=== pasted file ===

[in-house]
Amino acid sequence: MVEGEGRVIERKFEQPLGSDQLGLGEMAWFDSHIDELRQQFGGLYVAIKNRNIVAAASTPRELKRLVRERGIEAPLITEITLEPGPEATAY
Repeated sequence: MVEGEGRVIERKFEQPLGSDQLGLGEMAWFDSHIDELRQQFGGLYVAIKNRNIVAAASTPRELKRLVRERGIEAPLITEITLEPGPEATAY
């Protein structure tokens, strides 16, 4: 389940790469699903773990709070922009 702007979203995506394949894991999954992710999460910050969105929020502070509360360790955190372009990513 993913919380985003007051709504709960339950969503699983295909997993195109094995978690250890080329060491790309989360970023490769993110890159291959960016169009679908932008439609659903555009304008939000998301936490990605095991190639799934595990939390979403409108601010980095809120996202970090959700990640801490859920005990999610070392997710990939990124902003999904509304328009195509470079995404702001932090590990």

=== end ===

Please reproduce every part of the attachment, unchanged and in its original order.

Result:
[in-house]
Amino acid sequence: MVEGEGRVIERKFEQPLGSDQLGLGEMAWFDSHIDELRQQFGGLYVAIKNRNIVAAASTPRELKRLVRERGIEAPLITEITLEPGPEATAY
Repeated sequence: MVEGEGRVIERKFEQPLGSDQLGLGEMAWFDSHIDELRQQFGGLYVAIKNRNIVAAASTPRELKRLVRERGIEAPLITEITLEPGPEATAY
């Protein structure tokens, strides 16, 4: 389940790469699903773990709070922009 702007979203995506394949894991999954992710999460910050969105929020502070509360360790955190372009990513 993913919380985003007051709504709960339950969503699983295909997993195109094995978690250890080329060491790309989360970023490769993110890159291959960016169009679908932008439609659903555009304008939000998301936490990605095991190639799934595990939390979403409108601010980095809120996202970090959700990640801490859920005990999610070392997710990939990124902003999904509304328009195509470079995404702001932090590990």